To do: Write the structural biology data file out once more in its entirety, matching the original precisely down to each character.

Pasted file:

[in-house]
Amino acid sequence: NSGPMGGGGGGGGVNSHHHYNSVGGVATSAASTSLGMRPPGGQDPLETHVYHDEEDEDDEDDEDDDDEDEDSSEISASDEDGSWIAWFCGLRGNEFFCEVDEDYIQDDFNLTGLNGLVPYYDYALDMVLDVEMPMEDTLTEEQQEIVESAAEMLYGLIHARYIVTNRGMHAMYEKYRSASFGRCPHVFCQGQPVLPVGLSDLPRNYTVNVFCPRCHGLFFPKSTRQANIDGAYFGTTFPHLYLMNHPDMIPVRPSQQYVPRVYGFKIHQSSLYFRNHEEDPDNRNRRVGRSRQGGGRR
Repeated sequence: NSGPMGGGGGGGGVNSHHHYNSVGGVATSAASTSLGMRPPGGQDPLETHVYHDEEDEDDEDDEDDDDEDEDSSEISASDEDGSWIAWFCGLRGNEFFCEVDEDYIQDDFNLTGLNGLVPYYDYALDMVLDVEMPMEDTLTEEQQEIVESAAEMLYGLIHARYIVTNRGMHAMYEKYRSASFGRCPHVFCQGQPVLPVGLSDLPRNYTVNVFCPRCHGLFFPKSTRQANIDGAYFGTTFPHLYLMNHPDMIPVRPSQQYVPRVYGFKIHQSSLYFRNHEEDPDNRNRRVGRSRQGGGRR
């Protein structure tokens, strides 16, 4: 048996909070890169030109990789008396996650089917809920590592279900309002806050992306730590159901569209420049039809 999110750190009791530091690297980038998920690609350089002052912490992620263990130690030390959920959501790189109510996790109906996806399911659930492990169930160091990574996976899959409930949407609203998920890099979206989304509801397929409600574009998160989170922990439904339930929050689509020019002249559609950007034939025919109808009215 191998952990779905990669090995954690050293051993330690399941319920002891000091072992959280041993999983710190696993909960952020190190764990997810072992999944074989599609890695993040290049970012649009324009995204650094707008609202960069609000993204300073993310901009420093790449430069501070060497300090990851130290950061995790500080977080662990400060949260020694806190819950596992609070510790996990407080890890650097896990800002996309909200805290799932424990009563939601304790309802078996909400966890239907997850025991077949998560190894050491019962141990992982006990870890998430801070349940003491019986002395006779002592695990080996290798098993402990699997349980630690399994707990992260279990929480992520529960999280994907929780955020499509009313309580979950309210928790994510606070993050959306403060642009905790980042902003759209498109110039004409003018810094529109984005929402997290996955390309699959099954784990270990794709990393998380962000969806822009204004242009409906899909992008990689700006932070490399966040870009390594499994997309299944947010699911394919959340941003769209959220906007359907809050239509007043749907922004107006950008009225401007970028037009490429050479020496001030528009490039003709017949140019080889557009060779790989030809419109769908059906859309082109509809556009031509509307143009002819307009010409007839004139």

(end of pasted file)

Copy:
[in-house]
Amino acid sequence: NSGPMGGGGGGGGVNSHHHYNSVGGVATSAASTSLGMRPPGGQDPLETHVYHDEEDEDDEDDEDDDDEDEDSSEISASDEDGSWIAWFCGLRGNEFFCEVDEDYIQDDFNLTGLNGLVPYYDYALDMVLDVEMPMEDTLTEEQQEIVESAAEMLYGLIHARYIVTNRGMHAMYEKYRSASFGRCPHVFCQGQPVLPVGLSDLPRNYTVNVFCPRCHGLFFPKSTRQANIDGAYFGTTFPHLYLMNHPDMIPVRPSQQYVPRVYGFKIHQSSLYFRNHEEDPDNRNRRVGRSRQGGGRR
Repeated sequence: NSGPMGGGGGGGGVNSHHHYNSVGGVATSAASTSLGMRPPGGQDPLETHVYHDEEDEDDEDDEDDDDEDEDSSEISASDEDGSWIAWFCGLRGNEFFCEVDEDYIQDDFNLTGLNGLVPYYDYALDMVLDVEMPMEDTLTEEQQEIVESAAEMLYGLIHARYIVTNRGMHAMYEKYRSASFGRCPHVFCQGQPVLPVGLSDLPRNYTVNVFCPRCHGLFFPKSTRQANIDGAYFGTTFPHLYLMNHPDMIPVRPSQQYVPRVYGFKIHQSSLYFRNHEEDPDNRNRRVGRSRQGGGRR
């Protein structure tokens, strides 16, 4: 048996909070890169030109990789008396996650089917809920590592279900309002806050992306730590159901569209420049039809 999110750190009791530091690297980038998920690609350089002052912490992620263990130690030390959920959501790189109510996790109906996806399911659930492990169930160091990574996976899959409930949407609203998920890099979206989304509801397929409600574009998160989170922990439904339930929050689509020019002249559609950007034939025919109808009215 191998952990779905990669090995954690050293051993330690399941319920002891000091072992959280041993999983710190696993909960952020190190764990997810072992999944074989599609890695993040290049970012649009324009995204650094707008609202960069609000993204300073993310901009420093790449430069501070060497300090990851130290950061995790500080977080662990400060949260020694806190819950596992609070510790996990407080890890650097896990800002996309909200805290799932424990009563939601304790309802078996909400966890239907997850025991077949998560190894050491019962141990992982006990870890998430801070349940003491019986002395006779002592695990080996290798098993402990699997349980630690399994707990992260279990929480992520529960999280994907929780955020499509009313309580979950309210928790994510606070993050959306403060642009905790980042902003759209498109110039004409003018810094529109984005929402997290996955390309699959099954784990270990794709990393998380962000969806822009204004242009409906899909992008990689700006932070490399966040870009390594499994997309299944947010699911394919959340941003769209959220906007359907809050239509007043749907922004107006950008009225401007970028037009490429050479020496001030528009490039003709017949140019080889557009060779790989030809419109769908059906859309082109509809556009031509509307143009002819307009010409007839004139």